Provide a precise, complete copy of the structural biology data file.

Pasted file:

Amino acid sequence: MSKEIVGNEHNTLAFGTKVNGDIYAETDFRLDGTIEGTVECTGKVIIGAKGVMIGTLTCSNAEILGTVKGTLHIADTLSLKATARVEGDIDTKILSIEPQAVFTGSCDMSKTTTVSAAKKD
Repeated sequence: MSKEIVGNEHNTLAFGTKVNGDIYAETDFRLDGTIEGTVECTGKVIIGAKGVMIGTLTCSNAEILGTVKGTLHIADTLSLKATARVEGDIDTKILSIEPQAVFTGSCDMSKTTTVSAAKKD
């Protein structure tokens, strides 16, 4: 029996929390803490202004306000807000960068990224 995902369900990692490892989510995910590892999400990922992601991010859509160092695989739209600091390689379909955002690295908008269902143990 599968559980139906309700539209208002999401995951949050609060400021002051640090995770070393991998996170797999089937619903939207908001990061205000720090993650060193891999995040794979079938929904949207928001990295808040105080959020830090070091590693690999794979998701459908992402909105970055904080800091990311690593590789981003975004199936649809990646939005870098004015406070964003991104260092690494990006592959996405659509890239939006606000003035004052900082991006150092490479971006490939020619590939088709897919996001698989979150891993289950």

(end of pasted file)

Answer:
Amino acid sequence: MSKEIVGNEHNTLAFGTKVNGDIYAETDFRLDGTIEGTVECTGKVIIGAKGVMIGTLTCSNAEILGTVKGTLHIADTLSLKATARVEGDIDTKILSIEPQAVFTGSCDMSKTTTVSAAKKD
Repeated sequence: MSKEIVGNEHNTLAFGTKVNGDIYAETDFRLDGTIEGTVECTGKVIIGAKGVMIGTLTCSNAEILGTVKGTLHIADTLSLKATARVEGDIDTKILSIEPQAVFTGSCDMSKTTTVSAAKKD
């Protein structure tokens, strides 16, 4: 029996929390803490202004306000807000960068990224 995902369900990692490892989510995910590892999400990922992601991010859509160092695989739209600091390689379909955002690295908008269902143990 599968559980139906309700539209208002999401995951949050609060400021002051640090995770070393991998996170797999089937619903939207908001990061205000720090993650060193891999995040794979079938929904949207928001990295808040105080959020830090070091590693690999794979998701459908992402909105970055904080800091990311690593590789981003975004199936649809990646939005870098004015406070964003991104260092690494990006592959996405659509890239939006606000003035004052900082991006150092490479971006490939020619590939088709897919996001698989979150891993289950």